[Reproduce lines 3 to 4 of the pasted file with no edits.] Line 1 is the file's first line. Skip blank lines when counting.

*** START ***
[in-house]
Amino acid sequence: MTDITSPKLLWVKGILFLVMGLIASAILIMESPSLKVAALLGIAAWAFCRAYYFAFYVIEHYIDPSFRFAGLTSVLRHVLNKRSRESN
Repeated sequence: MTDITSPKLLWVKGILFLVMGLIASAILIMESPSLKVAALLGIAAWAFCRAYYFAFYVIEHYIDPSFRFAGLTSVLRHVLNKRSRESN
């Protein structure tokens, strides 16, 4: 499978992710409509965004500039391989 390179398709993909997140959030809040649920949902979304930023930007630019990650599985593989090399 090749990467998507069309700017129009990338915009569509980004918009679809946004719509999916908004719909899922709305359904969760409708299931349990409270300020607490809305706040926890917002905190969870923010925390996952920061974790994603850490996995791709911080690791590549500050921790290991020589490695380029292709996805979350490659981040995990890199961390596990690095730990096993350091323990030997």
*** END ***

Repeated sequence: MTDITSPKLLWVKGILFLVMGLIASAILIMESPSLKVAALLGIAAWAFCRAYYFAFYVIEHYIDPSFRFAGLTSVLRHVLNKRSRESN
């Protein structure tokens, strides 16, 4: 499978992710409509965004500039391989 390179398709993909997140959030809040649920949902979304930023930007630019990650599985593989090399 090749990467998507069309700017129009990338915009569509980004918009679809946004719509999916908004719909899922709305359904969760409708299931349990409270300020607490809305706040926890917002905190969870923010925390996952920061974790994603850490996995791709911080690791590549500050921790290991020589490695380029292709996805979350490659981040995990890199961390596990690095730990096993350091323990030997």